Police say abalone poaching around Hout Bay and Llandudno is becoming “worse than Hawston and Onrus” with organised gangs paying their “lookouts” up to R500 for a single cellphone call tipping them off about approaching law enforcement officers.
Knowing that they have to be caught in possession of abalone before they can be prosecuted, the divers seldom leave the sea with their illegal catch, but instead drop the bag of abalone in a spot to be collected later, police say.
Divers, often with scuba gear, are dropped off by boat in daylight, hack the valuable shellfish off the rocks, bag them and leave them in the sea.
The skipper takes a GPS position, picks up the divers and leaves. A boat will return later to collect the abalone. It is sold, usually to Chinese syndicates, or is sometimes exchanged for drugs.
Most of the poachers’ boats are fast and outrun those of the authorities. If poachers are likely to be overtaken, they jettison the abalone. Some keep bleach on board which they splash on to the decks to remove DNA traces of abalone.
An informed source told the Cape Times that one member of a poaching syndicate had recently bought a mansion in Hout Bay on the proceeds of the illegal abalone trade.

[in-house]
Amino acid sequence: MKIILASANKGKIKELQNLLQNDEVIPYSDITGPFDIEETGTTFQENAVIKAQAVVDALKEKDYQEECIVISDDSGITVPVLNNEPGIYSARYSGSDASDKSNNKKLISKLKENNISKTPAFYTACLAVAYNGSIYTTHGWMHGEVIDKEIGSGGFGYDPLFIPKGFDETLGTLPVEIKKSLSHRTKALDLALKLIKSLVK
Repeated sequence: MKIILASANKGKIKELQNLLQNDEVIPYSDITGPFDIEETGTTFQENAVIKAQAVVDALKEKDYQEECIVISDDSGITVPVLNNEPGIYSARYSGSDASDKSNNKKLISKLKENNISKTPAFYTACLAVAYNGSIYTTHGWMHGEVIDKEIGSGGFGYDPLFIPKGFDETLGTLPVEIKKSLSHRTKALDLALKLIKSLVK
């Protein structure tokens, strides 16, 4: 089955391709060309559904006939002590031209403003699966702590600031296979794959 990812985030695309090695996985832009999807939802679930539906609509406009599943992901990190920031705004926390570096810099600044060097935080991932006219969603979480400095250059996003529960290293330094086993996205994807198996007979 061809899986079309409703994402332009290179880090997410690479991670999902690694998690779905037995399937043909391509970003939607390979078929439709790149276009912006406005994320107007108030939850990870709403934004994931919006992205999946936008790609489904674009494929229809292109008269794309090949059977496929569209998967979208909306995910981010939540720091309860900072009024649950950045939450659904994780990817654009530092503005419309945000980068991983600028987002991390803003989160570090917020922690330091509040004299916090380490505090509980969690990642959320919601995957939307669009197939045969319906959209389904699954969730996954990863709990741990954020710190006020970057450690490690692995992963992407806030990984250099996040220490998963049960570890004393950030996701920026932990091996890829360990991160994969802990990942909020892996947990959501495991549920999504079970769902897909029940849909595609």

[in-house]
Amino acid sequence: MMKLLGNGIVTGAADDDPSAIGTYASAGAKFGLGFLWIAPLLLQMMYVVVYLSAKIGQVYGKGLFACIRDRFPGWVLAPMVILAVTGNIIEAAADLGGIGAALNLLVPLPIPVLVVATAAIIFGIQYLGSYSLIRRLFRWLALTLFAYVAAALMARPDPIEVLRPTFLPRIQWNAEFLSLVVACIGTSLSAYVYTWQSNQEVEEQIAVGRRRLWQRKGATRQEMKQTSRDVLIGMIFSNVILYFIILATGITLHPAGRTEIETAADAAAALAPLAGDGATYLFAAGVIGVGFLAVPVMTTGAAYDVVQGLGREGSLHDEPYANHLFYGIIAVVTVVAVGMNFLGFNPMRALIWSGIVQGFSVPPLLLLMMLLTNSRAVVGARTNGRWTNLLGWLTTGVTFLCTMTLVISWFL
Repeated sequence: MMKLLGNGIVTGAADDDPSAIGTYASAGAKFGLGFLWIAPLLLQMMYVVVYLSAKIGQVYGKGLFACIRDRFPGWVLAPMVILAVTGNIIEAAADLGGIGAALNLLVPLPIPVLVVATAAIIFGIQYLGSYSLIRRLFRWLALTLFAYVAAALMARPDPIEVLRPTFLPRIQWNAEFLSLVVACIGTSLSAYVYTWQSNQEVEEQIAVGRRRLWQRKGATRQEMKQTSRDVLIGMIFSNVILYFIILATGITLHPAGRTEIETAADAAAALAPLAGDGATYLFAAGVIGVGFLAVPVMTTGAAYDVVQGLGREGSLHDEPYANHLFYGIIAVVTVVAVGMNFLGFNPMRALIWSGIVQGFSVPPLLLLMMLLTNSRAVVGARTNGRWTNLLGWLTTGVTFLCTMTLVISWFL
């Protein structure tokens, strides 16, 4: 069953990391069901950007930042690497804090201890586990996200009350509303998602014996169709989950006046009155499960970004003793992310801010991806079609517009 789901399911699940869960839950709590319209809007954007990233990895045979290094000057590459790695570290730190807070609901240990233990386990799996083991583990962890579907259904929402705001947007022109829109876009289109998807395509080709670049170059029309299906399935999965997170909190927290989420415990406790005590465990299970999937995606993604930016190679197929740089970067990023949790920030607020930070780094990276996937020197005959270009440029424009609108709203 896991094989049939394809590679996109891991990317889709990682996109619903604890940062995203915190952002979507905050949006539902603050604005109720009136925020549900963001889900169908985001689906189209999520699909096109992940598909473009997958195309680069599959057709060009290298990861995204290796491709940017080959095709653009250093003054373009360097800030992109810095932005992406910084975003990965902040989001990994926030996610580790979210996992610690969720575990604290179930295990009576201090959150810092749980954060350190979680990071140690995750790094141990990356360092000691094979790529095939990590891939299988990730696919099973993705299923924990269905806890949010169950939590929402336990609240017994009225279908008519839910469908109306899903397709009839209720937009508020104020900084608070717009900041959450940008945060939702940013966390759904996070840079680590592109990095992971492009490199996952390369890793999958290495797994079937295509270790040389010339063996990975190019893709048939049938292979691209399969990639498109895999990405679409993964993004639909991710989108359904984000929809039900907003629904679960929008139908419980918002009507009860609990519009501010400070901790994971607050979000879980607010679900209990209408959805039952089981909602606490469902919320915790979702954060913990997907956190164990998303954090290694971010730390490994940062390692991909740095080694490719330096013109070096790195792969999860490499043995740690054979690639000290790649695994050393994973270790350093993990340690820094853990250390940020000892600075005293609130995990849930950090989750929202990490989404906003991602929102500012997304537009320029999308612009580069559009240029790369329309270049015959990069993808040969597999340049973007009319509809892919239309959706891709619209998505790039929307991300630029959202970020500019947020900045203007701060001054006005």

“It’s quick money. It’s like diamonds,” the source said.
If Hout Bay police get a tip-off, there is little they can do as they have no boat. They have to call the SAPS Water Wing in Table Bay or Simon’s Town. By the time the water wing reaches Hout Bay, the poachers have left or their catch has been hidden under water.
Captain Rian Bester says a police boat is needed at Hout Bay, where he is stationed.
On Friday, he was alerted that three divers were at Llandudno. He was there in 15 minutes.
“But we can’t get on to the water. We could see them, so I phoned the water wing and they came in a rubber duck and got the three guys, but the police divers could not find anything. So they issued fines because these guys were diving in a restricted area.
“We have a huge problem here and we need assistance. We’re trying to ask the provincial commissioner for our own boat.”
The Cape Times visited the house of a Llandudno resident, who did not want to be named, who took photographs of the operation on Friday.
“It’s good the police got here, but the three divers got away with poaching, and will be back, probably after dark, to collect the perlemoen,” the resident said. “They put lookouts on the rocks so they have ample time to stash the perlemoen. We see boats coming in at night. This is a sanctuary and diving is forbidden, but they do it all the time.”
Poachers often carry cellphones in condoms when they dive. They vibrate when lookouts phone to warn them.
* There was a clash when law enforcement authorities pursued suspected poachers’ boat into the Hout Bay harbour on Saturday night. Poachers apparently fired at the police, while a crowd of about 100 people, apparently from Hangberg, threw stones at the officers. - Cape Times